• Currently, the 91 reservoirs in the country which the Central Water Commission monitors, is at about 19% of its storage. However, last year (2018), the availability of water was just 18% and the average over a period of 10 years is 16%, thus in that respect, it is still better. However, the question here to be addressed is: How does one augment the supply of water? At the same time, it is important for us to manage the demand for water.
  • As the population rises, the stress on water will increase. Thus, we need to holistically handle both the supply side as well as the demand side.
  • Since water is a state subject, the state governments also have to play a vital role here. Furthermore, the citizens as well have to play a very important role along with the rest of the stakeholders like NGO’s, and private companies (through their CSR Initiatives), etc.

A very grim picture:

  • Several reports, such as UN reports, NITI Aayog reports, etc. have all painted a very grim picture as far as water is concerned.
  • If we look at the numbers, India is now in a water-stressed situation.
  • Globally, the standard for being water-stressed is 1700 cubic metres of availability per person. We are currently just below this figure. However, we have not yet reached a point which is globally known as a “water-scarcity” situation.
  • There are many countries in the world which are surviving well below 1700 cubic metres of availability of water per person.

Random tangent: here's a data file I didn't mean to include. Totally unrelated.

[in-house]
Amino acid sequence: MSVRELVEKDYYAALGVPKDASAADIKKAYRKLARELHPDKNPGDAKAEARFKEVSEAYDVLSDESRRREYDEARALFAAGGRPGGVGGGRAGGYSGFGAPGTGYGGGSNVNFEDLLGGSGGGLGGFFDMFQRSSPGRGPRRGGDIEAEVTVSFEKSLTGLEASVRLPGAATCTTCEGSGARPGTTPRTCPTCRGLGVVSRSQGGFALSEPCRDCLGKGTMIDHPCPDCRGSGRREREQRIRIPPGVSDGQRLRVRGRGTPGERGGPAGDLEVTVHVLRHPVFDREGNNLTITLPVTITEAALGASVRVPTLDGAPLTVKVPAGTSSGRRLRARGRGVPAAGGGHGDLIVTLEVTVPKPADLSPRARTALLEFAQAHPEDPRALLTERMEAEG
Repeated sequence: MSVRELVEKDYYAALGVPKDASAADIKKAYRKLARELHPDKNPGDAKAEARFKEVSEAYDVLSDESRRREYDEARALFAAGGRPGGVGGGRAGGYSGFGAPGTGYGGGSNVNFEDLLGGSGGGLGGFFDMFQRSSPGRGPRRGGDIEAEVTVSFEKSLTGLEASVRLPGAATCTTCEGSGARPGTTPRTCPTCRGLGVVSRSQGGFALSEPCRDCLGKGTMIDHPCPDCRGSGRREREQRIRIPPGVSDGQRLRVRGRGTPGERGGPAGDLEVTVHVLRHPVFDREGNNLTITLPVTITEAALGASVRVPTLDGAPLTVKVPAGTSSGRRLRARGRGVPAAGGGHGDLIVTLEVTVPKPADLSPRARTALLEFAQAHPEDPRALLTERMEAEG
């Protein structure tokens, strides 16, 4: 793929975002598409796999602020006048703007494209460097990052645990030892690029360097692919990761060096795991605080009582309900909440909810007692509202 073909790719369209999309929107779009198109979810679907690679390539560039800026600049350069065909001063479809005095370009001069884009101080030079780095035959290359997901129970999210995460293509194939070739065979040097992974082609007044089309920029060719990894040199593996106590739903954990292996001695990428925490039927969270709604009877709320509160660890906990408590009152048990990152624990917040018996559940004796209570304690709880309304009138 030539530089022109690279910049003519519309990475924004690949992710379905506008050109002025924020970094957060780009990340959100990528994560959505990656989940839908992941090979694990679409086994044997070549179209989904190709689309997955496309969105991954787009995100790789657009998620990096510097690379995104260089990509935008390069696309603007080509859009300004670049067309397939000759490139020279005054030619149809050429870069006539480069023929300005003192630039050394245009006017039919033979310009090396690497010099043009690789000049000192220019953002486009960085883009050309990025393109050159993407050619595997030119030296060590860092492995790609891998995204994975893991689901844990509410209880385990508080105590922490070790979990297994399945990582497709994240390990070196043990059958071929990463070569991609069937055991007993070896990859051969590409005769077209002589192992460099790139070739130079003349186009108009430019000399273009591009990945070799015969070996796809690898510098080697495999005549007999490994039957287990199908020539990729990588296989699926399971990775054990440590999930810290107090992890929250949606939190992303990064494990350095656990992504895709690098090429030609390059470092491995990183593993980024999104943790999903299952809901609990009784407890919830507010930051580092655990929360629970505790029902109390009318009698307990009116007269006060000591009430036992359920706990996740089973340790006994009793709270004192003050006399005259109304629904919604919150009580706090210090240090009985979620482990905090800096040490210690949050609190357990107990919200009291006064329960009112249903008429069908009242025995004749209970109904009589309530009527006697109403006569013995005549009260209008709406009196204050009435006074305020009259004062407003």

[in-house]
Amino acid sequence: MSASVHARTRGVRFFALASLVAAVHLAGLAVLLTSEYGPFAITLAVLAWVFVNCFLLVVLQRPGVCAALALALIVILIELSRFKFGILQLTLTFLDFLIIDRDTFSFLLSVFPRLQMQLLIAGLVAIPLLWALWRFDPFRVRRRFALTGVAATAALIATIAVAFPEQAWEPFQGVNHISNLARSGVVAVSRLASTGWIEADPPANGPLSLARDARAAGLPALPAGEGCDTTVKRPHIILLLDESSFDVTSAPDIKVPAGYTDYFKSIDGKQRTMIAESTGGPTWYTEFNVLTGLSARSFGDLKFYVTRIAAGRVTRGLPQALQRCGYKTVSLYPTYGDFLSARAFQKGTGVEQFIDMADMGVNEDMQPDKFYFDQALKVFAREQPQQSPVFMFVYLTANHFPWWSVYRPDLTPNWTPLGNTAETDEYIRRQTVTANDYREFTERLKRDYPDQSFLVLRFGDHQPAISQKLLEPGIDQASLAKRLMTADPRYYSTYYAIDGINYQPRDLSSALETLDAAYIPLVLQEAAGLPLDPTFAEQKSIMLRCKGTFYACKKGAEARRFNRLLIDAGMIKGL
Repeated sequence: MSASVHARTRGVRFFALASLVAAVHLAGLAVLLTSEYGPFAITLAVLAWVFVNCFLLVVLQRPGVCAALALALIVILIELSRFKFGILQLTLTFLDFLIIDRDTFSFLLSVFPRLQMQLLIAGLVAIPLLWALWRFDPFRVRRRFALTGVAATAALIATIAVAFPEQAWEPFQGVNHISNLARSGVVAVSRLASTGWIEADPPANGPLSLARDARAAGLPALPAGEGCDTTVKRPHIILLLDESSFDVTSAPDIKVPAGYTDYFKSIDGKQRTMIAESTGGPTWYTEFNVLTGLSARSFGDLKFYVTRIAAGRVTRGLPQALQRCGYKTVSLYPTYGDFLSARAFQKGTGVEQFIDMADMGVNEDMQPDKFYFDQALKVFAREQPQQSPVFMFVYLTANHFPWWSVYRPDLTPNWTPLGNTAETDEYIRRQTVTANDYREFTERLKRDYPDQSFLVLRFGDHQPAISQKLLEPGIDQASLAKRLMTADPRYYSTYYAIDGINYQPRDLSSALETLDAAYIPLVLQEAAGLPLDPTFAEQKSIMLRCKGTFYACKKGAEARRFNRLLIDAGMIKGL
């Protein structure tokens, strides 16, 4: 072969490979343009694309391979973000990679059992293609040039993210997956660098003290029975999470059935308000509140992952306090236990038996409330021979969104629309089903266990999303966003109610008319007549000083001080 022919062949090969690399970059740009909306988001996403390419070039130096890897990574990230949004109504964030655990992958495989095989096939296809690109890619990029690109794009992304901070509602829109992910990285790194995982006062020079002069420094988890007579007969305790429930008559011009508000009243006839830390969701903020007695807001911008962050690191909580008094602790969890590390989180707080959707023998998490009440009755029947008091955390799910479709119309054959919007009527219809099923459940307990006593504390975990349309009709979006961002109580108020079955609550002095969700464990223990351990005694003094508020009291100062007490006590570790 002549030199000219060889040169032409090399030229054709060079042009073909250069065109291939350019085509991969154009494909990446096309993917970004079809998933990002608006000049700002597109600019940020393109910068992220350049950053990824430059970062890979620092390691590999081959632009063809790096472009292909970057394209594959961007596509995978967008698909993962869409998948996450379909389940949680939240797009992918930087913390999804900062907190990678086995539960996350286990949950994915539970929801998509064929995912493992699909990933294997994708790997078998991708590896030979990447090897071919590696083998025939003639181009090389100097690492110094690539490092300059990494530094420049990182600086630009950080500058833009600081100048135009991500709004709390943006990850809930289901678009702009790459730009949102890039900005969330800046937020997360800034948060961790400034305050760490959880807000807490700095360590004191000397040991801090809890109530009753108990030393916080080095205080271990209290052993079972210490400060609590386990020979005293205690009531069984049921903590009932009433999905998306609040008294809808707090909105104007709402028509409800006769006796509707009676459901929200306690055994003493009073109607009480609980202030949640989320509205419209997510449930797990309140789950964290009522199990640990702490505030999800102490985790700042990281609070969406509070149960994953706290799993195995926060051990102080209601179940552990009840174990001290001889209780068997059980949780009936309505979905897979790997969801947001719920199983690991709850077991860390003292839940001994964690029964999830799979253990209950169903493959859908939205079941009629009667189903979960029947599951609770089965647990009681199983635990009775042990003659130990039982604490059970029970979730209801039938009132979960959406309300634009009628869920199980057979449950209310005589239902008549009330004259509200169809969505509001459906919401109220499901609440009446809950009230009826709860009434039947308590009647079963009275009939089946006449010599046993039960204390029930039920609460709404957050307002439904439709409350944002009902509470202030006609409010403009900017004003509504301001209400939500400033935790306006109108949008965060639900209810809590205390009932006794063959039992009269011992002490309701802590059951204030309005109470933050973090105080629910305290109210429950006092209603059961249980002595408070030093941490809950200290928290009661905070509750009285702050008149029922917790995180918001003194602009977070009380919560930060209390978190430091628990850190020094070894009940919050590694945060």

• At independence, the per capita availability of water was close to 5000 cubic metres. The time has come where we need as vigorous a programme on water efficiency, as we have on energy efficiency.
  • As far as energy efficiency is concerned, we have standards set and a system of allowing people to trade, etc.
  • We need an equally rigorous system on water.
  • Thereby, just as in the case of energy efficiency, one is setting standards of efficiency for all sorts of things- for example: motorcars, fans, etc. which use energy.
  • In the same way, one should start setting standards for water efficiency and water usage. We cannot increase the per capita availability of water beyond a point, thus managing the demand side of water consumption is crucial.
  • Today, the geography of water is quite different from the political geography of the country. We need mechanisms which bring the relevant people together.
  • Today, ground water is the single biggest source of water used for irrigation.
  • In fact, it even outpaces surface irrigation. However, we have no system of coordination among the users of a particular aquifer. We have only just started the process of mapping our aquifers.
  • However, there are countries which have a law wherein if a certain number of people are sharing an aquifer, then they must have a contract on how much each one of those members can draw. These are called aquifer contracts. It is important to start with this process.
  • Next, almost all major rivers in India are shared between states, and it is perhaps premature to expect that the states would surrender authority to a river-basin authority. But it is important to at least make a beginning by encouraging states to come together and share information which doesn’t necessarily require them to surrender a great deal of power and autonomy.
  • The next is at the village level. We need organizations which bring users of water resources together in some form of coordinated water management.

Jal Shakti Ministry: A Perspective: